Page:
1920  The club continued discussions with Vancouver Park Board and C.P.R. regarding new greens and, in preparation, created the Terminal City Lawn Bowling Company Inc.  300 shares at $50.00 each were sold for a total capitalizarion of $15,000.  The Company then purchased 6 lots (an area of 150 x 270 feet) from C.P.R. situated between 14th and 15th Avenues facing Fir Street at a cost of $8,400.  The club raised it dues twice; from $7.50 to $10.00 and then from $10.00 to $15.00.  The Terminal City Lawn Bowling Club was now the tenant of the Terminal City Lawn Bowling Company Inc.  The total membership of the club was 93!

1921  The new greens were constructed and seeded (and reseeded) but were not open for play until 1922.  The cost of construction was $2,525.81.

1922  The new greens were officially opened on May 20th, 1922.  A new clubhouse was also built at a cost of $1,261.12.  The first greenskeeper, E. Semple was fired and replaced by George Palmer who served in this job for many years.  He started at a wage of $80.00 per month.  The club dues were maintained at $15.00.  Malby Stewart dominated singles play this year winning the Club Singles, President's Singles and B.C.L.B.A. Singles.

1923  The club became encorporated under the Benevolent Societies Act on March 31, 1923 (technically the existing club was dissolved and all its assets were transferred to the new society).  The club resolved that the Ladies Club pay $5.00 per member and that members be limited to the wives and families of members.  The South were lighted by August.  Total membership (men) was 95.

1924  The North Greens got lights by March of this year.  The club was growing and now had 122 male members.  Its list of club competitions now included Club Singles and Doubles, President's Singles, Novice Singles and the Matthews Cup (Rinks).  Terminal City also sent 7 rinks to Victoria on August 16.

1925  The club was so successful that it set a membership quota of 160, beyond which new members would only be considered when a vacancy arose.  This year the club's membership reached 142.  It was at the this time that a pavillion was first proposed.  The club extremely successful this year.  Its record in Inter-Club was games 13-1.  In major events McQueen won the B.C.L.B.A. Singles, Wilson Bell won the Lower Mainland Novice Singles and in Dominion of Canada competitions Terminal teams won the Rinks (Jack, Patrick, Strachan, Tasker) and Doubles (McQueen, Trousdale).  That's quite a year for McQueen who also swept the two club singles events.  On the financial front, the secretary received a $75.00 honorarium (his assistant received $25.00).  The club informed the 'Holding Company" that it could pay a maximum rent of $1,250.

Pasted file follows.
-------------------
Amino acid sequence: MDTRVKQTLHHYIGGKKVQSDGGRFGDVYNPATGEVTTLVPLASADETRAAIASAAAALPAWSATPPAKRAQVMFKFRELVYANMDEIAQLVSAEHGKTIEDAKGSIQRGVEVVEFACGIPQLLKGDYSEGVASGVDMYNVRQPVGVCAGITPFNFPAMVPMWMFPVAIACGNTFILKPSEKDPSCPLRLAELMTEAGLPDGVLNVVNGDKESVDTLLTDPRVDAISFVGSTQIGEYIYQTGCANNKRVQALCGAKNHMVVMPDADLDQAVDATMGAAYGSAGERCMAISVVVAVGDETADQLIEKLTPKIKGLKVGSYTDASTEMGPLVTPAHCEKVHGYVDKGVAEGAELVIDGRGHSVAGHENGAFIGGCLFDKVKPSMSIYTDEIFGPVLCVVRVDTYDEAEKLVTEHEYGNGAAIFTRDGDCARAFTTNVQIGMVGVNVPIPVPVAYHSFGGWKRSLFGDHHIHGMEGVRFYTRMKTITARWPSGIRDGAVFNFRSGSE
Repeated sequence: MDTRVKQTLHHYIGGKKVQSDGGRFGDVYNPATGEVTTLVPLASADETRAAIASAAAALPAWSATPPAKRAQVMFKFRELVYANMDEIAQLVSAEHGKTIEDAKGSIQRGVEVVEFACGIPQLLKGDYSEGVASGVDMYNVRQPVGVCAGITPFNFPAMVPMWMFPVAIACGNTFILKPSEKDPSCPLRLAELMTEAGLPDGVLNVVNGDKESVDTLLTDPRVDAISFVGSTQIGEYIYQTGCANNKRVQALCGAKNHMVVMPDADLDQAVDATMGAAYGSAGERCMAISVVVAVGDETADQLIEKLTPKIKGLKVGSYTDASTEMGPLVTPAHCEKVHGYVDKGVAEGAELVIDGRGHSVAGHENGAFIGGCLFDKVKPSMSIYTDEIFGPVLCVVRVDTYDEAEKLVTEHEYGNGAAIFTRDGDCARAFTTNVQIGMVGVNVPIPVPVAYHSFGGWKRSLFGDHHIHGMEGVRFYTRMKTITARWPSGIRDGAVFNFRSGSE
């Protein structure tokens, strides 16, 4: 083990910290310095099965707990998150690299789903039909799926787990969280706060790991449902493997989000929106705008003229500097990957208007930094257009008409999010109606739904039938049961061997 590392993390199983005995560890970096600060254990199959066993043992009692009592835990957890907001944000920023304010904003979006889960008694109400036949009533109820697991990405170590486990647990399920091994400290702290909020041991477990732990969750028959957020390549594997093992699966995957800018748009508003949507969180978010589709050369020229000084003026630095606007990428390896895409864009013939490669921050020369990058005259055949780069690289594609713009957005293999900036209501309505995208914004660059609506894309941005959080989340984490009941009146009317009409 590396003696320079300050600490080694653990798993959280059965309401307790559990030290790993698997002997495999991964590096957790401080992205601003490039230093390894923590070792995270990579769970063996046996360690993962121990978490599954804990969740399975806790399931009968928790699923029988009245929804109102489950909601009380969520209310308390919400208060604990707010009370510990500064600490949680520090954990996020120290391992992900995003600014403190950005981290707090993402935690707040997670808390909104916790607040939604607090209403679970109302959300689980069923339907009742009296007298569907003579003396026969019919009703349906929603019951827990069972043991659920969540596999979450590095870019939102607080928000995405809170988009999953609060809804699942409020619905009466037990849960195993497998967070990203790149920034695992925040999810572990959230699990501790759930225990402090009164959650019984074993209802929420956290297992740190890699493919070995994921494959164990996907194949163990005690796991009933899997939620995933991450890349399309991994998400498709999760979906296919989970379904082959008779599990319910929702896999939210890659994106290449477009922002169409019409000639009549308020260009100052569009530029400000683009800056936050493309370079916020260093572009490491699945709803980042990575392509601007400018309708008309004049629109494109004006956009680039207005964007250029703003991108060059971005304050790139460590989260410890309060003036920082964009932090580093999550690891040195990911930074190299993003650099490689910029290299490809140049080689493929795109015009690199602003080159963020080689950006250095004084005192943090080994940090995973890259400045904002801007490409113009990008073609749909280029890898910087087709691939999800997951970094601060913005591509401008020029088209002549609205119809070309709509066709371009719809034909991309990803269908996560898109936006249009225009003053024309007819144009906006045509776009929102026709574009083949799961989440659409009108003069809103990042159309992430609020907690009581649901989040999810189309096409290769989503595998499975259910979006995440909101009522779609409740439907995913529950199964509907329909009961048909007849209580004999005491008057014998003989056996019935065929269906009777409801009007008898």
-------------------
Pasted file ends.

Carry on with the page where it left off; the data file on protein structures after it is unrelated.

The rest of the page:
1926  The club continued its success, although its membership slipped to 133.  It paid a total of $1,000 to its Holding Company and raised the greenskeeper's salary to $125.00 per month for 8 months (that's the equivalent of about $20,000/year in 2010).  The club brought home the Lower Mainland Novice Singles for a second time as well as taking 1st (Wm. McQueen) and 2nd (L.R. Wood) in the BCLBA Singles.  It was also moved that to be proposed as a lady member a woman had to be a wife, daughter, mother or sister.  The honourary president was now J.A. Harvey, K.C., who practiced law in Vancouver and had appeared before the Supreme Court.

1927  Wm. McQueen won the B.C.L.B.A. Singles for the 3rd year in a row.  A group of British bowlers visited the club this year and the club raised money to serve as hosts.  Membership fees were raised to $20.00 (still $5.00 for the Ladies).

1928  The club's membership had slipped to 114, but 70 of those members entered the club singles!!  The Terminal City Ladies entertained a group of New Zealand ladies on our greens.  As a matter of interest, B.C.L.B.A. imposed a special levy of 25¢ on every member of every club.

1929  George Strachan was appointed Honourary President.  On the adminstrative front the club set up a special committee to examineapplicants from other clubs.  Also, the rent to be paid to the "Holding Company" was raised to $1,300.00.